Involuntarily, I must think of the four men we had seen on the highway. At first I thought they were construction workers, but then it turned out they were on the road from Italy to France. They were dark-skinned and with small luggage on the road. "Refugees," I said abruptly to Alina. We were surprised and worried. The subject of refugee movements in Europe and also Asia has always accompanied me on my travels. And how is the Europe-wide issue of refugees and asylum seekers treated in Monaco? Monaco is not part of the EU and connected through special contracts with it. Few refugees are currently being admitted. Just around the 33 refugees living in 2014 in the small principality with about 40,000 inhabitants (current data are difficult to research). A sad figure, considering the prosperity in this state. But statistics alone do not show the entire picture.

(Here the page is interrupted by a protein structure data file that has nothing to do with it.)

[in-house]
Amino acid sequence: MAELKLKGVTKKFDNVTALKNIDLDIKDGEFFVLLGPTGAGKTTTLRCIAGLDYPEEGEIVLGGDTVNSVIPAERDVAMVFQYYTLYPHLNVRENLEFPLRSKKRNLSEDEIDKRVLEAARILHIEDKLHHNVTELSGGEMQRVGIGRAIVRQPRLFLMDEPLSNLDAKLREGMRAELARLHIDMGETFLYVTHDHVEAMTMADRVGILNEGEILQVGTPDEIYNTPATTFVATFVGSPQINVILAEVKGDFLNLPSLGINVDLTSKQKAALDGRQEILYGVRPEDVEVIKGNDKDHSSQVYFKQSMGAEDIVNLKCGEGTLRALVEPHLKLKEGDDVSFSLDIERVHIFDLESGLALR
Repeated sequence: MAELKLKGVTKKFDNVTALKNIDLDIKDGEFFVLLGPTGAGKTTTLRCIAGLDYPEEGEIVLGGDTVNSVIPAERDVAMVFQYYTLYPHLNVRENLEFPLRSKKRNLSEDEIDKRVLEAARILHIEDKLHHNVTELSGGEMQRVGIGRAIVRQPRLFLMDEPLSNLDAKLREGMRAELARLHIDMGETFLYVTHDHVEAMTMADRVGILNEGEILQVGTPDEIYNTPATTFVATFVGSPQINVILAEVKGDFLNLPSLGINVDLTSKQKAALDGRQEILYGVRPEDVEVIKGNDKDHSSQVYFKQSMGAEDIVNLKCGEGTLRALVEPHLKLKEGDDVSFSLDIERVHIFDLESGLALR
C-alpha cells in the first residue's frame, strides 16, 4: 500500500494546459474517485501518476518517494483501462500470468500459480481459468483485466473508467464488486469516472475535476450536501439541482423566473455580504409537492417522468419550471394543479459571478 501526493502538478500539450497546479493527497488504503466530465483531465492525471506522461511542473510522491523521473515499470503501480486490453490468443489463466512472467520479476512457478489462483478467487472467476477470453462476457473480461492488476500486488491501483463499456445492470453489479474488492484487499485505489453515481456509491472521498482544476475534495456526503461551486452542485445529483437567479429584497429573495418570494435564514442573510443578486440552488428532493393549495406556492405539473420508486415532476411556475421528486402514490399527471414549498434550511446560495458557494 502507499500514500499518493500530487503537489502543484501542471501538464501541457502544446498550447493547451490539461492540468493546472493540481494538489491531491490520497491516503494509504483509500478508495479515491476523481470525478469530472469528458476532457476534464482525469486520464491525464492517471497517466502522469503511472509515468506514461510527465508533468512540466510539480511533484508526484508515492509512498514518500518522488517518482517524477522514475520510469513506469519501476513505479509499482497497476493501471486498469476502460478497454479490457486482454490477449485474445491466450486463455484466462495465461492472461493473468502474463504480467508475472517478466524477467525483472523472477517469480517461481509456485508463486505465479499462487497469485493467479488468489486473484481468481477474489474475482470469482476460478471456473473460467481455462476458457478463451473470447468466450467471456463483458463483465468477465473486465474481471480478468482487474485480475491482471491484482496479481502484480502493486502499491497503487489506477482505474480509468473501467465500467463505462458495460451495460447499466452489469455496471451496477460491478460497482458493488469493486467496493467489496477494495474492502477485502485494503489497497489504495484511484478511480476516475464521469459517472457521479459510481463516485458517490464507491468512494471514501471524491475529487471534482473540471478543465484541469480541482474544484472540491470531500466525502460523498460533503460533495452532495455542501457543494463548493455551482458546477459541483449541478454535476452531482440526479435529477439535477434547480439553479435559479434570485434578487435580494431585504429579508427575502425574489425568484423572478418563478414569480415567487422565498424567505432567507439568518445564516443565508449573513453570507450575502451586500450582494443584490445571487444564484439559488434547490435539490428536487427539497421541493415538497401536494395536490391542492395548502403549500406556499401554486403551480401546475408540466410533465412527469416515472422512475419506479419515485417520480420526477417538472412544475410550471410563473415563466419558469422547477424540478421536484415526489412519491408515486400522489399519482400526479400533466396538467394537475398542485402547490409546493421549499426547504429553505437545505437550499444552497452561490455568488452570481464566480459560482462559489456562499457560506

It is more complicated than that. I am curious how this topic will be handled within the EU in the future.

    +++

    Monaco war für mich immer ein Ort der Reichen und Schönen. Meine Vorstellung war gefüttert durch Filmszenen aus James Bond, dem Mythos von Grace Kelly und dem Königshaus, sowie der Formel Eins.

    Vor Ort fügte sich das Bild auch relativ gut in meine Vorstellung. Wir erreichten die Stadt an einem Samstag zur Mittagszeit. Ein Großteil der Geschäfte hatte bereits geschlossen. Teure Autos schoben sich durch die Strassen Richtung Innenstadt. Unzählige Yachten ankerten dicht nebeneinander im Hafen Hercule. Die Herbstsonne lockte Anwohner und Besucher in die Cafés am Kai. Es war, als bewegten wir uns in der Kulisse eines Films. Wenn hier noch andere Urlauber waren, konnten sie sich gut tarnen. Wir dagegen erreichten die Stadt in einem Campingsbus, in dem wir seid zwei Wochen lebten und flanierten in Outdoorbekleidung durch die Stadt. Ein Bruch im Bild.